The other trick is to try to outsmart these intelligent dogs by keeping things out of reach when you can, or else never leaving him alone where he will have opportunities to chew what he should not. Just as you would child-proof your home for a new baby, you must puppy-proof your home for his safety.
I also know there are levels of being naughty for puppies, just as there are for children. It is an small problem and a smaller cost when your puppy chews your slipper. Who is the human who left it out for him to sniff, taste and chew? If he does get hold of it with you there, simply try gently repeating the words no or leave it and trying to do a trade of a toy of his. Not a reward treat, just something that he can chew. Dogs need to have things to entertain them. We can pick up a book, a puzzle, watch a movie - dogs? They need toys around to stimulate them, as well as a playtime and exercise.
Today, on our way to Doggie Day Care, he became very quiet. Steve turned around and he had chewed his brand new leash handle off in record time. He rides with us all the time in the car and never, ever has he chewed on his leash. Lesson learned? Put him in the car, put the seat belt on him and take off his leash.
Another level of being naughty is chewing a pillow vs. the settee.
Our dog is fast, however, this had to have taken more than a minute to destroy. Crate training is very effective for this kind of behavior. Our puppy continues to steal a pillow off the settee and shake it. Although, with constant reinforcement of quietly taking it from him and putting his chew toys down for a trade off is beginning to work. He actually takes a pillow off while in the study with me. Sometimes, I believe he just needs me to take a break from writing and give him some attention.
Then there is the level of dangerous naughtiness. We are very aware that our dog is not ready to go to a doggie park that is not fenced in. He can't go out in our front yard without being on a leash. If a squirrel or a leaf blowing by caught his attention, he would take off running with full steam ahead, forgetting that he graduated top in his class of all the basic commands of, "Come, sit, down, and stay," not to mention knowing his name when called.
Davis is a great communicator. He rings jingle bells hanging from a door when he wants out or if he needs his water or food refilled. One other thing that I know he is aware of...the time of day it is when the sun shines on a window of the door that opens to his play yard and reflects on the side of the house. When this happens he sometimes goes into the zoomie stage.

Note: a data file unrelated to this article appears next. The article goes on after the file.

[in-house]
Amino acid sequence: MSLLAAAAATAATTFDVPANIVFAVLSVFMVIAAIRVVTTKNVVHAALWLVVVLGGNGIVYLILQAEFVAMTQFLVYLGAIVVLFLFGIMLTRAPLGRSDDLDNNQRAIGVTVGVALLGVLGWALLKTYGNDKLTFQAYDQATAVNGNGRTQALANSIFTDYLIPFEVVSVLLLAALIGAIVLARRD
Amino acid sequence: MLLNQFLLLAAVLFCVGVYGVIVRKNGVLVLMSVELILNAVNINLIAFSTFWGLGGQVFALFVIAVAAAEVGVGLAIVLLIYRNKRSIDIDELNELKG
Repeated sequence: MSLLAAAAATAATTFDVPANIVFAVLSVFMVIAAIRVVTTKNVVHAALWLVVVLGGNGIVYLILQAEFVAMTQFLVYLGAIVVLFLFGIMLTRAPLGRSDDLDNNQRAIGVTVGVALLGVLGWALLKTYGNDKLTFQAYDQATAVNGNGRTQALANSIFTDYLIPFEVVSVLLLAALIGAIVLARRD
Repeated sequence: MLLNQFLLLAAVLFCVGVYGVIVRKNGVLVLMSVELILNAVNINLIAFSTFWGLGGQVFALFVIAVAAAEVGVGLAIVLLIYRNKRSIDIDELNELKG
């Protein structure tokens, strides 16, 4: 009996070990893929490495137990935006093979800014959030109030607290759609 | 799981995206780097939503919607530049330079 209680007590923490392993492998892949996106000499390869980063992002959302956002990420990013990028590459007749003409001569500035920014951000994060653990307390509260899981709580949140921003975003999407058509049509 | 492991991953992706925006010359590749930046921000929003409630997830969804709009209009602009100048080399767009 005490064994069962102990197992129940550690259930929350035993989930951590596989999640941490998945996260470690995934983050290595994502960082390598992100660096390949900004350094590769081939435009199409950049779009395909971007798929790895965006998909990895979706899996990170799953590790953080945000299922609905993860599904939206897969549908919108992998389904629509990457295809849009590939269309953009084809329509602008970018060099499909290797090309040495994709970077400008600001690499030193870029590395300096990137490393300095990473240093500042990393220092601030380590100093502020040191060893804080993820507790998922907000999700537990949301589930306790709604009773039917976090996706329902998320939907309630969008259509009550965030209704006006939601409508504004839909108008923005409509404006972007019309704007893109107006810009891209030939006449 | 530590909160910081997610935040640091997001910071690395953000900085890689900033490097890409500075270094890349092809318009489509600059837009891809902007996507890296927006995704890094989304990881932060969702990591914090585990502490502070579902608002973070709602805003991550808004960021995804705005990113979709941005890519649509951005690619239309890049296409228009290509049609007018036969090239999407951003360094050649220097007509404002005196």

Neither one of us have ever had a dog who goes into this stage. Not all dogs do it. Scientists have a name for it called frap(frenetic,random,activity,period). The first time I witnessed this I did not know if I should be laughing or running for fear of my life. Once I researched some, the word zoomies fit perfectly. Frap, to me, sounded more like a bad word that I wanted to say outloud when he did it. If you have never had the pleasure of witnessing a dog in a zoomie, it is where he usually bows down on his front elbows (if dogs have elbows) with his rear end up in the air, eyes go crazy looking and then he goes from zero to eighty mph in 5 seconds. He is flipping and turning and zig zagging every which way. Obviously it is best if this happens when he is outside. There is no way he is dangerous. He is just releasing energy and seems so happy within himself for having gone through it. Luckily, it does not last long. There is no point in joining in. Just move out of his way and let him get on with it.
To keep us all happy, Davis goes to Doggie Day Care once a week for exercise and socialization with other dogs. He gets walks, has play time with balls, has special chewies that are good for him and his teeth; plus we continue to work on his training, as well as our own. To avoid counter surfing in the kitchen, it requires us to keep any item, foods, tea towels, wiring, etc. all out of his reach. We know these things call to his exploring nature and the only way that he knows how to explore is with his nose and mouth. Fair warning!
Owning a dog is a lot of work. It is work that pays you back with so much love and affection that your heart will melt. Not something to be taken lightly.It is important to remember that a puppy is sweet, precious, adorable, loving and naughty in perfect proportion.